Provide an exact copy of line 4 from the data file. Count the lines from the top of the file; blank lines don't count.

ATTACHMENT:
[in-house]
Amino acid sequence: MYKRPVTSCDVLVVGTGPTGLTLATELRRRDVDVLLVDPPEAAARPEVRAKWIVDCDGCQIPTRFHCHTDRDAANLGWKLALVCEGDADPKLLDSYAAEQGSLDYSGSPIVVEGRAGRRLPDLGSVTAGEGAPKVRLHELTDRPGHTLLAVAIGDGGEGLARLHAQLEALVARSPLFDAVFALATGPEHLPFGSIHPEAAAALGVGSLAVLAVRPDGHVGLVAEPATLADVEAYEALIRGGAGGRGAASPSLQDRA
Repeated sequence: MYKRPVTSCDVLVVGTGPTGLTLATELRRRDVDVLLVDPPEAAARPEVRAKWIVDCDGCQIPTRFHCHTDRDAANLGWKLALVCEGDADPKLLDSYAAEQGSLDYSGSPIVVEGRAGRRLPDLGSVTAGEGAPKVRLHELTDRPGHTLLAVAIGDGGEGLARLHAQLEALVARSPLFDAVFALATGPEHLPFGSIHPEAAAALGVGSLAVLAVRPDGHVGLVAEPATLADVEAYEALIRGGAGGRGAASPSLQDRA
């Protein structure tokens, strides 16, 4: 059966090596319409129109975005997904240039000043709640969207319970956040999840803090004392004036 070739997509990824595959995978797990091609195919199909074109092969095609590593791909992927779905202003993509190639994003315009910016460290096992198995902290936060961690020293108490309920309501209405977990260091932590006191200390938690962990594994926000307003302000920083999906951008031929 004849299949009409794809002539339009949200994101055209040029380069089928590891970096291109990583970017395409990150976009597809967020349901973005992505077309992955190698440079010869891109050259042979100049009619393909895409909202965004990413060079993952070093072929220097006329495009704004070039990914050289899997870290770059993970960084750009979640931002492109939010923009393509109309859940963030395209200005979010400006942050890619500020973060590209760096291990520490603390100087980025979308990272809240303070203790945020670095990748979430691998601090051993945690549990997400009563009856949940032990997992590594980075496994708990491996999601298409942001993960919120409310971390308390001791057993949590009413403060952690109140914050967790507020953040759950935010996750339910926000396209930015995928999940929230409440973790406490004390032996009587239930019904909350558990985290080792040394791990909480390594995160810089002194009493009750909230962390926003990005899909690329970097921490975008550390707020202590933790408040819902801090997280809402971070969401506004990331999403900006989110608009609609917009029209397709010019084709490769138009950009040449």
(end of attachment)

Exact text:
């Protein structure tokens, strides 16, 4: 059966090596319409129109975005997904240039000043709640969207319970956040999840803090004392004036 070739997509990824595959995978797990091609195919199909074109092969095609590593791909992927779905202003993509190639994003315009910016460290096992198995902290936060961690020293108490309920309501209405977990260091932590006191200390938690962990594994926000307003302000920083999906951008031929 004849299949009409794809002539339009949200994101055209040029380069089928590891970096291109990583970017395409990150976009597809967020349901973005992505077309992955190698440079010869891109050259042979100049009619393909895409909202965004990413060079993952070093072929220097006329495009704004070039990914050289899997870290770059993970960084750009979640931002492109939010923009393509109309859940963030395209200005979010400006942050890619500020973060590209760096291990520490603390100087980025979308990272809240303070203790945020670095990748979430691998601090051993945690549990997400009563009856949940032990997992590594980075496994708990491996999601298409942001993960919120409310971390308390001791057993949590009413403060952690109140914050967790507020953040759950935010996750339910926000396209930015995928999940929230409440973790406490004390032996009587239930019904909350558990985290080792040394791990909480390594995160810089002194009493009750909230962390926003990005899909690329970097921490975008550390707020202590933790408040819902801090997280809402971070969401506004990331999403900006989110608009609609917009029209397709010019084709490769138009950009040449």